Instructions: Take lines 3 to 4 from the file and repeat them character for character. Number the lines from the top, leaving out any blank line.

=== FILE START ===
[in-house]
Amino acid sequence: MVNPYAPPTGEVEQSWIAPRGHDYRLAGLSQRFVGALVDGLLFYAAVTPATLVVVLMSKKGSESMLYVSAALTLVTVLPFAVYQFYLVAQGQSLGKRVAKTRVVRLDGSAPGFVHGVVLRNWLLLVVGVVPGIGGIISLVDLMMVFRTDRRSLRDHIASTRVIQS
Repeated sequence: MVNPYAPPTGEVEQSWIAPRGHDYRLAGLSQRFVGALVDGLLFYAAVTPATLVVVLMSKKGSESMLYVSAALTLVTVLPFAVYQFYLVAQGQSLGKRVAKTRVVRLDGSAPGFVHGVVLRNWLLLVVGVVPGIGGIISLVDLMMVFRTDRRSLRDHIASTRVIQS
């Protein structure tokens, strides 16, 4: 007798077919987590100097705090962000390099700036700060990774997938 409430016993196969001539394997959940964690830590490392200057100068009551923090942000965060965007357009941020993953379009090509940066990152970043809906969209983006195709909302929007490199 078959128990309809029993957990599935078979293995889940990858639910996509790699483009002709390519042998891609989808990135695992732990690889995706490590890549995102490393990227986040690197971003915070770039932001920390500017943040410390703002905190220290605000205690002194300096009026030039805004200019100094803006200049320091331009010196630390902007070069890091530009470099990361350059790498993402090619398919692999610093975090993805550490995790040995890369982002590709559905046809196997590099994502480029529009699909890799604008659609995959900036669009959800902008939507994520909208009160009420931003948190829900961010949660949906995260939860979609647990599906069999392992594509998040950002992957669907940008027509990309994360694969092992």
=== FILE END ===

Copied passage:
Repeated sequence: MVNPYAPPTGEVEQSWIAPRGHDYRLAGLSQRFVGALVDGLLFYAAVTPATLVVVLMSKKGSESMLYVSAALTLVTVLPFAVYQFYLVAQGQSLGKRVAKTRVVRLDGSAPGFVHGVVLRNWLLLVVGVVPGIGGIISLVDLMMVFRTDRRSLRDHIASTRVIQS
């Protein structure tokens, strides 16, 4: 007798077919987590100097705090962000390099700036700060990774997938 409430016993196969001539394997959940964690830590490392200057100068009551923090942000965060965007357009941020993953379009090509940066990152970043809906969209983006195709909302929007490199 078959128990309809029993957990599935078979293995889940990858639910996509790699483009002709390519042998891609989808990135695992732990690889995706490590890549995102490393990227986040690197971003915070770039932001920390500017943040410390703002905190220290605000205690002194300096009026030039805004200019100094803006200049320091331009010196630390902007070069890091530009470099990361350059790498993402090619398919692999610093975090993805550490995790040995890369982002590709559905046809196997590099994502480029529009699909890799604008659609995959900036669009959800902008939507994520909208009160009420931003948190829900961010949660949906995260939860979609647990599906069999392992594509998040950002992957669907940008027509990309994360694969092992």